Despite my infrequent blogging lately, I want to assure you that I’m alive and well. I’ve got some ideas brewing, but am lacking the motivation to put them down into properly formed words and sentences. I have no doubt that I’ll get my mojo back soon, so please bear with me in the mean time.
One thing that almost everyone can agree on, regardless of political belief, is that our governments are far too opaque. It’s much harder than it should be to determine who’s giving money to candidates, who is making what changes to a piece of legislation, who is requesting earmarks, etc. Some of these can only be addressed by reforms from the inside, but thankfully there are some extremely smart outsiders working to increase transparency by pushing for change and by taking matters into their own hands - thanks to publicly available data and the internet.
There are a number of groups doing this important work, and here are a few of the ones I think you should be aware of:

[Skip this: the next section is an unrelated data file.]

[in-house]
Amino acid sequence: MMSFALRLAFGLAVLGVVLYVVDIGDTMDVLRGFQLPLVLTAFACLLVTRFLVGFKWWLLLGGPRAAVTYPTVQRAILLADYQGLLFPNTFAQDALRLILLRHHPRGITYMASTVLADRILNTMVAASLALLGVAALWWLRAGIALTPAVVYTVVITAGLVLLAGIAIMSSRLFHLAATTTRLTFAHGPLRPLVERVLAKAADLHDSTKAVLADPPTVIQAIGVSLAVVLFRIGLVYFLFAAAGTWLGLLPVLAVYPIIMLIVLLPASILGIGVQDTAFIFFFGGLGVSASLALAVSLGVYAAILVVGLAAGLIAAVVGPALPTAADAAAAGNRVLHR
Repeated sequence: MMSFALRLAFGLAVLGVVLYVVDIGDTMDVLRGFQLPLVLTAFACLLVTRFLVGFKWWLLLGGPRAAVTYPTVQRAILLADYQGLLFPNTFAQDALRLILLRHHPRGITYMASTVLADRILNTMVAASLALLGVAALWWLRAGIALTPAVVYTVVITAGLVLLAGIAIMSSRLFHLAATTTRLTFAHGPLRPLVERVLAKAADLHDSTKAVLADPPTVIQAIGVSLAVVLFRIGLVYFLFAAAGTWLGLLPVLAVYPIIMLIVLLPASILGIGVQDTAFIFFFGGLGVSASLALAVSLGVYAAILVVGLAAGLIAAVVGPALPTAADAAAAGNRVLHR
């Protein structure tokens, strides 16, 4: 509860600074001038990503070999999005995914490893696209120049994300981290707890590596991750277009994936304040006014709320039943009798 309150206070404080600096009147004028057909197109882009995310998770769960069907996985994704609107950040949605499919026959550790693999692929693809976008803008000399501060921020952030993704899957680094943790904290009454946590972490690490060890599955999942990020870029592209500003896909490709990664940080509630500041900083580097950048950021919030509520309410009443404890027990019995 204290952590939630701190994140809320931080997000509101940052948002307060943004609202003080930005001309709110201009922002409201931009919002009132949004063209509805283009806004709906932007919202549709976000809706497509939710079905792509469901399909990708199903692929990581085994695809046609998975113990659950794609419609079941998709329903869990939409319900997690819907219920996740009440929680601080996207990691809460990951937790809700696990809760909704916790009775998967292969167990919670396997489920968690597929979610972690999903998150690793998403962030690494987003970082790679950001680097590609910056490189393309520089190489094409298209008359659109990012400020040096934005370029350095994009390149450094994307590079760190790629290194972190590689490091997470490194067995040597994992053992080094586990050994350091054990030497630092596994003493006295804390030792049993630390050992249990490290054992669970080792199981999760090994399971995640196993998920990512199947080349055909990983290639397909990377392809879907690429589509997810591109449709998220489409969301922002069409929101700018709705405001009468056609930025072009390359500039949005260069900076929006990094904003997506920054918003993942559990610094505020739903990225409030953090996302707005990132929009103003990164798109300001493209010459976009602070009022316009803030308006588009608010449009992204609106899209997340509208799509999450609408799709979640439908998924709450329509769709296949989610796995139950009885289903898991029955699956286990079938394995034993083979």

I consider the Sunlight Foundation the grand-daddy of government transparency projects. They’ve only been around a couple of years, but they’ve already had success in making federal government information and data more accessible to citizens. Among the projects they’re involved with: OpenCongress.org, Congresspedia.org, FedSpending.org, OpenSecrets.org, and EarmarkWatch.org.
The Personal Democracy Forum explores the intersection of technology and democracy in America, and what it means to be an active citizen in that space. Of their work, I particularly recommend checking out their techPresident website and their free downloadable book of essays on reinventing government for the internet age, Rebooting America.
Another Sunlight Foundation project, Public Markup is an experiment in opening up the legislative process to public review online. For example, you can check out the Senate Emergency Economic Stabilization Act of 2008 and all of the comments people have on it.
MAPLight.org is a public database that shines light on the connection between legislative votes and campaign contributions.